A look at the Concorde’s early load factors

The Aérospatiale/BAC Concorde was a legendary supersonic airliner that many people around the world dreamed of traveling on. Such was its appeal that this ambition was not only held by avgeeks, but also by members of the public, for whom Mach 2 flight became a bucket list item. Despite this, when the aircraft entered service, its load factors were surprisingly low. Let’s take a closer look at the numbers.

Air France does better

Despite considerable interest from airlines around the world with options for over 100 aircraft, only 14 production Concordes ended up being produced. These supersonic airliners were split equally between Air France and British Airways, with the two carriers flying seven of them. Starting with the French flag carrier, we can see that it was the top performer when it came to Concorde’s early fill factors.

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Indeed, according to an article in the New York Times in May 1976, Air France was pleased with both the load factors in general, and the number of loyal customers using the aircraft. The airline launched Concorde on the Paris-Dakar-Rio de Janeiro route, with the first 32 westbound flights at an average load factor of 78%.

Eastbound traffic was somewhat lower, with load factors on flights to Paris over this period averaging 62%. Nevertheless, with an overall average of 70%, the use of the Air France Concorde has started well.

Air France’s first westbound Concorde flights were more than three-quarters full. PhotoGetty Images

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BA Concorde flights struggle to reach 50%

On the other hand, British Airways had a harder time filling the Concorde during its initial period of airline operation. Indeed, the British flag carrier, which launched the supersonic airliner on the London-Bahrain route, achieved an average load factor of just 42% on the first 25 eastbound flights. Westbound services fared better, with an average load of 52% on the return to London.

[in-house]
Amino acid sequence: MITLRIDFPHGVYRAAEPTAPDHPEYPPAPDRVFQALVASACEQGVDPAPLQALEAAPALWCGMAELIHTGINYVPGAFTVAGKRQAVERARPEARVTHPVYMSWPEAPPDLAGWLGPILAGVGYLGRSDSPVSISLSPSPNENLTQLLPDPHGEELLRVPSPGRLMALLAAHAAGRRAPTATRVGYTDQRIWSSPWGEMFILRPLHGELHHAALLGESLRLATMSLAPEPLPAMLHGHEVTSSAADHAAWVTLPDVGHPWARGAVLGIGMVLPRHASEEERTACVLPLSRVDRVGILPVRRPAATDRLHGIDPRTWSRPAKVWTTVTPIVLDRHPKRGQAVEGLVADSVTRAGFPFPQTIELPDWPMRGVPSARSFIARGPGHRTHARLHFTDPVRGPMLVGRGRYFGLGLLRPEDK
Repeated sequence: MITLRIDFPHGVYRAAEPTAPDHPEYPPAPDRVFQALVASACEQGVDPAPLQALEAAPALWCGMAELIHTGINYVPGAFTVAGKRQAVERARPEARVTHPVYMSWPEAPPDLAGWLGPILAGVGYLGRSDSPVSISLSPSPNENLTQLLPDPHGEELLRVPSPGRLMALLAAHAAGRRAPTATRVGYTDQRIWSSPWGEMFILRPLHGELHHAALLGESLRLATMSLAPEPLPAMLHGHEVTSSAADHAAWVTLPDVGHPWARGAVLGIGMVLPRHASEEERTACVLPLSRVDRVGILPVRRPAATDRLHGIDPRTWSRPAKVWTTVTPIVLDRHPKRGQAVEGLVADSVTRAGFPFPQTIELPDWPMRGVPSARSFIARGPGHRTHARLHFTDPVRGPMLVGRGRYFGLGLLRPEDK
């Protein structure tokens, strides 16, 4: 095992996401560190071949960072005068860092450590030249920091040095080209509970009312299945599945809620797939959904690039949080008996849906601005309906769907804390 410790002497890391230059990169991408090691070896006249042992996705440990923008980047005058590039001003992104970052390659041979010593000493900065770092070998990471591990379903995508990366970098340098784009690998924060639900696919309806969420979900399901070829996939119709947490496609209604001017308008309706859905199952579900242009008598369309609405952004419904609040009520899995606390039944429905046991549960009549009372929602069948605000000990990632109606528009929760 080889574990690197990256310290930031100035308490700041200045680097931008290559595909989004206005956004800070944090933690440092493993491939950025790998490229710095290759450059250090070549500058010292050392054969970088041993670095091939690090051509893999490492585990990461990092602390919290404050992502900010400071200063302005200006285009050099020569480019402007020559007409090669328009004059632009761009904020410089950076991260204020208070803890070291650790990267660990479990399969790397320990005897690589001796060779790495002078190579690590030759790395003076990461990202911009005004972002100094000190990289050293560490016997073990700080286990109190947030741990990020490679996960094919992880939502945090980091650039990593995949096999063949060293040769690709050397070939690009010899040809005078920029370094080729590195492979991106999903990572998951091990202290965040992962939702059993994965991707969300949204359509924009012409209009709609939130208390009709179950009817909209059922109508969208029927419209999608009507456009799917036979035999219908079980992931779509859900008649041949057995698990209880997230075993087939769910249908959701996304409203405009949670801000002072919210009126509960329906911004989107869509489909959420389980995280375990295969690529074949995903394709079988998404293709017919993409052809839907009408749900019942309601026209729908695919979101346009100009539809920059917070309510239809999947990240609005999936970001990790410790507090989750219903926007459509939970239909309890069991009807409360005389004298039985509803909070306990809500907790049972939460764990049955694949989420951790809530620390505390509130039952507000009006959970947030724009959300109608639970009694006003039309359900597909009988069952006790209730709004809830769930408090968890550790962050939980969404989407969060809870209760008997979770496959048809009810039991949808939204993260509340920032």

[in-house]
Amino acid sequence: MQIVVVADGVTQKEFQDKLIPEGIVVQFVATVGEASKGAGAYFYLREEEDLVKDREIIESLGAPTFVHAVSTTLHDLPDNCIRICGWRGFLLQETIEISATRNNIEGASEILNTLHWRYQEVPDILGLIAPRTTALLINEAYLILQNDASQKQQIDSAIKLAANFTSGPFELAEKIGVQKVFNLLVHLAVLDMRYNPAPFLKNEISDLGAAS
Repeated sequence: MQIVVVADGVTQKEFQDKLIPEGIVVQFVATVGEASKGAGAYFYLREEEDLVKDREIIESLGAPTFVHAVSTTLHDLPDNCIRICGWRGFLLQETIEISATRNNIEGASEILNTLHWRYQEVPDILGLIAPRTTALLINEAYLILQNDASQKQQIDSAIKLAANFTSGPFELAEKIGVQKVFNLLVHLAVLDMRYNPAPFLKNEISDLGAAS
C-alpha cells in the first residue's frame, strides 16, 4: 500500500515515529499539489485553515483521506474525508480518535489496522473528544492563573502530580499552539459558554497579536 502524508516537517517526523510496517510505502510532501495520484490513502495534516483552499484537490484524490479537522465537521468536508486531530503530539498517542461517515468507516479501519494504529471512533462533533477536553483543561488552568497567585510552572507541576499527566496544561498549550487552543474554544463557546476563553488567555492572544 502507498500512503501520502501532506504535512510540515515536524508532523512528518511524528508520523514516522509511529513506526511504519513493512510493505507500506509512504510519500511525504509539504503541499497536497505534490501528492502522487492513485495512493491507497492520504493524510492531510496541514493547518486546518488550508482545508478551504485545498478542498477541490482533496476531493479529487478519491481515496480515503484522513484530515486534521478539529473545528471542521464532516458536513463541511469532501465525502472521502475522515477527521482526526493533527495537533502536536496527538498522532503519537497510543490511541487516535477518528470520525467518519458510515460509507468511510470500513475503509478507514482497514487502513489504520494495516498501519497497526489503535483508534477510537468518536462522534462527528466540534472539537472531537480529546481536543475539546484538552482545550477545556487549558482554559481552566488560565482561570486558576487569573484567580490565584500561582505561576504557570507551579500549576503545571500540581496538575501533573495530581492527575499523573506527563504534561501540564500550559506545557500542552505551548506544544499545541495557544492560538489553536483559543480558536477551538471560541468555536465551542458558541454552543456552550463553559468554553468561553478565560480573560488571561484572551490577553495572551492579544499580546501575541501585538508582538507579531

Nevertheless, with a combined figure of just 47%, BA’s first Concorde flights were on average less than half full. Interestingly, the New York Times describes these numbers as still better than expected, likely because Bahrain is not BA’s first choice for the Concorde launch. Indeed, he had wanted to deploy the jet on routes to the United States, but Congress initially prevented it for noise reasons.

Air France and British Airways were finally cleared to begin Concorde operations in Washington D.C. in May 1976, four months after the aircraft had launched on their Rio and Bahrain routes. However, these services were withdrawn by the French and British national carriers in 1982 and 1994, respectively, due to low demand. By then, New York had become the plane’s main destination.

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Break-even point reached?

In view of these relatively low load factors, it would be understandable to question the economic viability of Concorde. However, according to the New York Times, Claude Lalanne, Air France’s vice president for North America, calculated that an average of just 62% would be enough to break even.

This was based on an annual usage of 2,750 hours, compared to an average of 4,000 hours per year for Boeing 747s at the time. Another key factor in this was the relatively low cost at which Air France and British Airways were able to purchase the aircraft from their respective governments. Nonetheless, the aircraft remained in service until 2003, inspiring generations of enthusiasts along the way.


What do you think of the Concorde’s first load factors? Have you ever flown on one? Let us know your thoughts and experiences in the comments!

Source: New York Times

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